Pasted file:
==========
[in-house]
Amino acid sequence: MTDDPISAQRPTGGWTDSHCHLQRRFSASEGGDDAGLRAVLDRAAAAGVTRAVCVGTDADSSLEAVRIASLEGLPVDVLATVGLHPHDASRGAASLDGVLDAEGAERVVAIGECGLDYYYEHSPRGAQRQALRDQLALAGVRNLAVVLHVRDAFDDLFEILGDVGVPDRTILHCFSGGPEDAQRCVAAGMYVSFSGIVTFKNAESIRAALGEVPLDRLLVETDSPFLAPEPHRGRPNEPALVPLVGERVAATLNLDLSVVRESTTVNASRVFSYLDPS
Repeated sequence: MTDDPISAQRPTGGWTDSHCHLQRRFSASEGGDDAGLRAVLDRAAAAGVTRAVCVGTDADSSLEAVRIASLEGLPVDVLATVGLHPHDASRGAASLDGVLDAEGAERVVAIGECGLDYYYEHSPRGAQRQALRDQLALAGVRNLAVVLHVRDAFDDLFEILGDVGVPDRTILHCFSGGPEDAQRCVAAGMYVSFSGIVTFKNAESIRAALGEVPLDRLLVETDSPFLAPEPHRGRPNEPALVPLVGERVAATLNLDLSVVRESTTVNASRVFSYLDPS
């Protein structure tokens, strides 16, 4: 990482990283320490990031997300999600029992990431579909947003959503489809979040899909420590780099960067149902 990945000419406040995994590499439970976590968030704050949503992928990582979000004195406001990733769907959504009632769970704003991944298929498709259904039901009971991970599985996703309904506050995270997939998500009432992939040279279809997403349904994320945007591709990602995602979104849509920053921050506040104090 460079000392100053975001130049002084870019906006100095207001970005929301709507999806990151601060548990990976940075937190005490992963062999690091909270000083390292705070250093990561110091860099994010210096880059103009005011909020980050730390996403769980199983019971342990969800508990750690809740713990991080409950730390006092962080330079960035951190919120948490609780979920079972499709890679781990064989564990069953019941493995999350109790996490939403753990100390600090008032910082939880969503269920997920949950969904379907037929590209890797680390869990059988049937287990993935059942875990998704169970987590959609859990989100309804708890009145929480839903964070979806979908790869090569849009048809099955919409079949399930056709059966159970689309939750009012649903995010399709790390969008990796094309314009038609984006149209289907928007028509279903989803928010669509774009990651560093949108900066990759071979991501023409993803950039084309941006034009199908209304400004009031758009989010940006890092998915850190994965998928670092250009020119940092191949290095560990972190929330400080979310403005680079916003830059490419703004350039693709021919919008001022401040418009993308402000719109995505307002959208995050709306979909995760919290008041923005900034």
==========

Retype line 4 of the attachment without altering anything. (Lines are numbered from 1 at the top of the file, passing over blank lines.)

């Protein structure tokens, strides 16, 4: 990482990283320490990031997300999600029992990431579909947003959503489809979040899909420590780099960067149902 990945000419406040995994590499439970976590968030704050949503992928990582979000004195406001990733769907959504009632769970704003991944298929498709259904039901009971991970599985996703309904506050995270997939998500009432992939040279279809997403349904994320945007591709990602995602979104849509920053921050506040104090 460079000392100053975001130049002084870019906006100095207001970005929301709507999806990151601060548990990976940075937190005490992963062999690091909270000083390292705070250093990561110091860099994010210096880059103009005011909020980050730390996403769980199983019971342990969800508990750690809740713990991080409950730390006092962080330079960035951190919120948490609780979920079972499709890679781990064989564990069953019941493995999350109790996490939403753990100390600090008032910082939880969503269920997920949950969904379907037929590209890797680390869990059988049937287990993935059942875990998704169970987590959609859990989100309804708890009145929480839903964070979806979908790869090569849009048809099955919409079949399930056709059966159970689309939750009012649903995010399709790390969008990796094309314009038609984006149209289907928007028509279903989803928010669509774009990651560093949108900066990759071979991501023409993803950039084309941006034009199908209304400004009031758009989010940006890092998915850190994965998928670092250009020119940092191949290095560990972190929330400080979310403005680079916003830059490419703004350039693709021919919008001022401040418009993308402000719109995505307002959208995050709306979909995760919290008041923005900034």